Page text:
The World Health Organization (WHO) has come under some blistering criticism for its response to the coronavirus pandemic that has killed more than 190,000 people around the globe.
But while the UN agency stands accused of bungling its response to the outbreak that was first revealed in China in late December 2019, others have rushed to the WHO’s defense, arguing that it was never equipped or intended to be the transparency watchdog, compliance enforcer, and emergency field unit that some are suggesting it is.
When the world is plagued with an outbreak like COVID-19, the disease caused by the coronavirus, is WHO really the one to call upon?
The criticism is led by the United States, which had recorded more than four times as many infections (nearly 940,000 as of April 26) and twice as many deaths (nearly 54,000) as the second-ranking country, Spain, according to a database maintained by Johns Hopkins University. (These tallies rely on information provided by governments, some of which may be suppressing information, and the methodology, transparency, and quality of the data can vary dramatically country by country.)
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Washington has alleged that the WHO was slow to respond to the health emergency, praised China when it should have been scolding it, and was complicit with Beijing in downplaying the scale of the outbreak, contributing to its spread.
U.S. President Donald Trump, who has charged that the organization was "China-centric" and has said that China should face consequences if it was "knowingly responsible" for the pandemic, has suspended $400 million in funding to the WHO.
The move by the United States effectively cut the organization off from its largest single funder.
U.S. Secretary of State Mike Pompeo has argued that the WHO’s regulatory body had "clearly failed" to hold member states accountable to their obligations to be transparent and forthcoming in alerting the world about public health emergencies.
He said on April 22 that the WHO has "two primary functions" -- that of a regulator and adviser, and as a "health emergency and humanitarian aid operation on top of that."
Furthermore, Pompeo argued, the organization had "clearly failed" to enforce requirements laid out in International Health Regulations that went into effect in 2007 and which mandate that member states provide the WHO with "timely, accurate, and sufficiently detailed public health information."
WHO The Enforcer?
The WHO’s defenders say the allegations being lobbed at it are not fair or factual.
In a video interview with RFE/RL on April 10, former U.S. ambassador to the UN Samantha Power said that the idea that the WHO is a "rapid-response arm" is a "mistaken understanding of what it is."
"It's technical expertise. It's, you know, gathering data from all over the world in order to declare epidemics or pandemics," said Power, who served under Democratic U.S. President Barack Obama. "So it's like an alert system, more than it is a response system, and then we need a response system in parallel."
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Lawrence Gostin, director of the WHO’s Center on Global Health Law and a professor at Georgetown University, on April 9 took to the web to defend the organization against Trump’s claims and to clarify its role.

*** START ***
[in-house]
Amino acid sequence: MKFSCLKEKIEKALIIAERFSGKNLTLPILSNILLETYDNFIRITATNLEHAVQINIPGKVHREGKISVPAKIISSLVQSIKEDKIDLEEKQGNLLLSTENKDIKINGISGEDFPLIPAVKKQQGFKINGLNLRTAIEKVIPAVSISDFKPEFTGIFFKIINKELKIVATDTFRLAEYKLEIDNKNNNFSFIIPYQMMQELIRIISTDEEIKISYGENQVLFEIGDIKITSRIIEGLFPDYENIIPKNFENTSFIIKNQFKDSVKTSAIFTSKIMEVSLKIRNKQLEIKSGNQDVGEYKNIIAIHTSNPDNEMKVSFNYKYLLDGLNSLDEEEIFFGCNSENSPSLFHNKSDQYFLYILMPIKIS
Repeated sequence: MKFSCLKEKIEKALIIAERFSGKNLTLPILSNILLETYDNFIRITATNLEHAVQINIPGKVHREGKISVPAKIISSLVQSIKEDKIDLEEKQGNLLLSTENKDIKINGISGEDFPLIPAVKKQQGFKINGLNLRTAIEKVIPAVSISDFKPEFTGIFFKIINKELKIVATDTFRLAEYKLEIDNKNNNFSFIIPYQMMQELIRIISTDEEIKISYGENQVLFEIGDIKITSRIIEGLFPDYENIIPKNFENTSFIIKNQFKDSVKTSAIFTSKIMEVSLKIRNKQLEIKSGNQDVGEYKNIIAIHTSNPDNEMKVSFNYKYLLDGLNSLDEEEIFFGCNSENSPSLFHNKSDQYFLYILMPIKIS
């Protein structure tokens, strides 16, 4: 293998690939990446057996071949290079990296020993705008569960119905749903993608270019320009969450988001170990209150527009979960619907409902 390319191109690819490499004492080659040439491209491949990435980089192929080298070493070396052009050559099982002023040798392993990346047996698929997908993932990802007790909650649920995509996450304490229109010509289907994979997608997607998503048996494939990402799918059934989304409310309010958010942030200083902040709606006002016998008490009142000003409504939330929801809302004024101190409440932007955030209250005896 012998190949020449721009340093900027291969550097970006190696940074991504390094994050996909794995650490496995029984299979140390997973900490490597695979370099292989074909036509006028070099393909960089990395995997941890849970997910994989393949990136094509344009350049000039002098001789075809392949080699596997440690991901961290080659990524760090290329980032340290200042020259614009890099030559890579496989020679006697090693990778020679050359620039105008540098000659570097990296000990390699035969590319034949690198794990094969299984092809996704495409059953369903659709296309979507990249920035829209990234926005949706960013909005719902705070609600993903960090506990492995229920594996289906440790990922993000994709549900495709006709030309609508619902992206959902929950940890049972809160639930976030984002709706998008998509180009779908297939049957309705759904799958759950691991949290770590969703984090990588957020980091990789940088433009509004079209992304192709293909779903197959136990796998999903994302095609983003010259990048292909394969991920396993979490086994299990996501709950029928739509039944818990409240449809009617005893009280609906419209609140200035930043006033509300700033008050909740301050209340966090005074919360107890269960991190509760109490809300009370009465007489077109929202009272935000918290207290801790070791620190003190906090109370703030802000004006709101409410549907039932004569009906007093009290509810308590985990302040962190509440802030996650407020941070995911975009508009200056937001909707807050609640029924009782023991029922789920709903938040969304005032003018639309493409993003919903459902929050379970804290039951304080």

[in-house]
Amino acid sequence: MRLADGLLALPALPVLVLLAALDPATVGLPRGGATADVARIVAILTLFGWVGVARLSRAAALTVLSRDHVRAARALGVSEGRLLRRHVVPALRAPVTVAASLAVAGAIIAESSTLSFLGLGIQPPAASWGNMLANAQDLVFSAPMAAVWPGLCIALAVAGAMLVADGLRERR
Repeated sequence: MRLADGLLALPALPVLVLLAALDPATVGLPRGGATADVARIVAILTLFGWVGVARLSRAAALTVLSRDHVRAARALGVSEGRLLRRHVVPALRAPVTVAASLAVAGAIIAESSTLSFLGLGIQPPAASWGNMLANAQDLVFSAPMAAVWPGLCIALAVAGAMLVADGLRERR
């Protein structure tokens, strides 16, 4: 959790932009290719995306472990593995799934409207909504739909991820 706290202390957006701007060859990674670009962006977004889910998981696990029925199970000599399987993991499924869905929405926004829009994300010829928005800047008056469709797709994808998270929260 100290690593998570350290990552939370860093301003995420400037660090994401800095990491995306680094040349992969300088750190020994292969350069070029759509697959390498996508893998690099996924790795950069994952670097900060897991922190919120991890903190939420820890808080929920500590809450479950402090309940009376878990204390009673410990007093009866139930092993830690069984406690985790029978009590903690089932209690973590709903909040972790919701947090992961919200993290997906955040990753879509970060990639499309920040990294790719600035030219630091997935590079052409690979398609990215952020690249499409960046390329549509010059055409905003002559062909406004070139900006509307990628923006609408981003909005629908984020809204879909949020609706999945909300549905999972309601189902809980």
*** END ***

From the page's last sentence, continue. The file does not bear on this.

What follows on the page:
Gostin said it was a "very fair comment to say that China was not fully transparent, and that China delayed for several weeks, maybe even a month or more" before it reported the jump of the coronavirus from animal to human to the WHO.
But he said that "that’s not the WHO’s fault, that’s China’s fault."
"From the WHO’s point of view, they immediately notified the world population," he said.
Gostin also rejected allegations that the WHO did not declare an emergency soon enough, saying that the suggestion was "factually wrong."
The WHO "declared a public health emergency very quickly after the first cases of COVID-19 were reported," he said, referring to the January 30 move made as thousands of new cases in China were revealed.
People are mistaken, he said, in confusing that declaration with the labeling of the outbreak as a pandemic, which occurred on March 12, but which actually had "no legal significance."
"In fact," he said, "the WHO has no power to declare a pandemic, it just gave its opinion. What it did do was exercise all the powers it could."
Not So Strong?
Those powers are arguably not very strong.
"WHO should have been more skeptical about what the Chinese were telling them, but they’re totally at the mercy of what governments provide," Daniel Speigel, the former UN ambassador under the administration of President Bill Clinton, told The Washington Post this month.
"They have no intelligence capabilities, and no investigatory power," he added.
Founded in 1948 in the aftermath of World War II, the WHO was intended to promote global health and protect against infectious diseases, such as cholera and polio. But it has no real independent authority, experts have argued, and is entirely dependent on its 194 member states as well as private entities for funding.
Gostin compares the WHO’s annual budget to that of a "large U.S. hospital," and says the amount -- which was $4.4 billion over the two-year period of 2018-2019 -- is "wholly incommensurate with its global responsibilities."
The world’s biggest powers, including China, which Gostin said "has given the WHO just a pittance," have underfunded the organization. In addition, he said, the organization is only in charge of no more than 25 percent of its own budget, because much of the funding is provided on contingency that it be used for a specific purpose.
Gostin called on the funding of the WHO to be made mandatory by countries, under international law.
"If we didn’t have it," he said of the UN agency, "we would have to invent it."